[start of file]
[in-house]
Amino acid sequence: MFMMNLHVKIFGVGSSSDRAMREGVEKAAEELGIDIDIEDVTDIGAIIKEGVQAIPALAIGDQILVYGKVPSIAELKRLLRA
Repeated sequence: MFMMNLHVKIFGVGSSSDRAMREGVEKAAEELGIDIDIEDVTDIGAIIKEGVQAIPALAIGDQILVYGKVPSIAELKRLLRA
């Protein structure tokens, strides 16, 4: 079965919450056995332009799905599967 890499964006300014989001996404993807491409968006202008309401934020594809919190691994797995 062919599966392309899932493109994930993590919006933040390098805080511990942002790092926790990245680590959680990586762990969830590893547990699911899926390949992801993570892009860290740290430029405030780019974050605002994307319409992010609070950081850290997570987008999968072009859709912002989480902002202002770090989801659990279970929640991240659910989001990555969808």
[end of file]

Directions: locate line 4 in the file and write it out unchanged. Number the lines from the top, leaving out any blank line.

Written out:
């Protein structure tokens, strides 16, 4: 079965919450056995332009799905599967 890499964006300014989001996404993807491409968006202008309401934020594809919190691994797995 062919599966392309899932493109994930993590919006933040390098805080511990942002790092926790990245680590959680990586762990969830590893547990699911899926390949992801993570892009860290740290430029405030780019974050605002994307319409992010609070950081850290997570987008999968072009859709912002989480902002202002770090989801659990279970929640991240659910989001990555969808």